The Missing Key
I like typing on the computer. It stimulates my brain and gets my thought process moving. Fingers tap on the keyboard as thoughts form in the brain, and somehow letters are transferred from the keyboard to the screen in front of me. Letters combine to become words, words join to form sentences. A little typing each day adds up and before long I have the makings of an article or some longer piece of writing. Things don’t always work as smoothly as that. Nevertheless there is great pleasure to be had in engaging in the typing process. So it was until the day that my keyboard started playing games with me.
As I typed on the keyboard the words ‘Fact and Fiction’ became ‘act and iction’ as if some new language was been formed in front of me. No matter how many times I pressed on the ‘F’ key I got no response, just like a heedless child who will not pick up its toys from the floor at its parents bidding. I often heard of things being lost in translation but when my ‘fearless daughters’ became ‘earless daughters’ I was horrified. Such mutilation was unthinkable. I thought it was time to take some action, as I took my PC to the repair shop. A faulty key was diagnosed and so I left it in for repair.
Life without a PC left a vacuum to be filled. In idle speculation I began to think. We are told that we are all of equal value in the eyes of our creator. Yet, as people, we have our own valuation system. Parents have a special significance for each one of us. Siblings care for siblings. And indeed we value our neighbours and our friends.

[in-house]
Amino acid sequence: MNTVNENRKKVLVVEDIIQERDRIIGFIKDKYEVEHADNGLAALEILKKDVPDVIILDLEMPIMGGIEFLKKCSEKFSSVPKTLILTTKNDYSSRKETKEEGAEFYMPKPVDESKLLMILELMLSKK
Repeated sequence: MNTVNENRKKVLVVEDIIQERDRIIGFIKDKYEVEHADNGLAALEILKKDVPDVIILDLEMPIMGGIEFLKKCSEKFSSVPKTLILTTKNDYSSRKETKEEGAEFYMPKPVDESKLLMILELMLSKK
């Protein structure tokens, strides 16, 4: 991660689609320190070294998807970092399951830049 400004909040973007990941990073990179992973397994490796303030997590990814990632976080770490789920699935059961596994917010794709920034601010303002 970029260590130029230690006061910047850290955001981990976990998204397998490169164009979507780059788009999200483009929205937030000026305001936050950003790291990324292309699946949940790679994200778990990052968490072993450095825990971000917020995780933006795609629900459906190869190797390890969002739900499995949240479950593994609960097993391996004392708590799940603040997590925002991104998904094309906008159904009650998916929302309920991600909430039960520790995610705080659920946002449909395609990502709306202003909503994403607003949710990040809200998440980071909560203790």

Is it the same with letters on the QWERTY keyboard? I decided to find out. And where better to start than the famous world-wide game of scrabble, with150 million sets sold worldwide in twenty nine languages.
In scrabble letters have their own values depending on the relative frequency in which they occur in text, the less frequent the letter the higher the value. The letter ‘S’ for example has a low value because it can be appended to many different words, to pluralise them. On the other end of the scale however ‘Q’ has a high value, due to its rarity. To form a word it must be combined with the letter ‘U’, just like two close school friends who are inseparable.
Getting back to our QWERTY keyboard there are three rows, like an end of school year graduation photograph. ‘Q’ the most valuable student of all is in the back row to the extreme left with a top mark of ten. Our friend ‘F’ is in the centre row with a mark of four while his companions ‘D’ and ‘G’ on either side have a lowly mark of two each.
That however is only part of the story as the allocated values are language dependent. A Danish ‘F’ has a value of three, and an Italian ‘F’ five, so much for EU Solidarity. Strangely enough within the UK a Scottish Gaelic ‘F’ has a value of five. And so, the individuality between the letters goes on…
One thing is certain however. As UK Brexiteers plan their departure from the EU they can rest assured that no matter how much in value sterling fluctuates the value of their scrabble ‘F’ will still remain the same.
And so as I collect my PC from the repair shop I am happy to say, our friends ‘act’ and ‘iction’ have been restored to their former selves as Fact and Fiction. My fearless daughters are no longer earless, and so the story ends.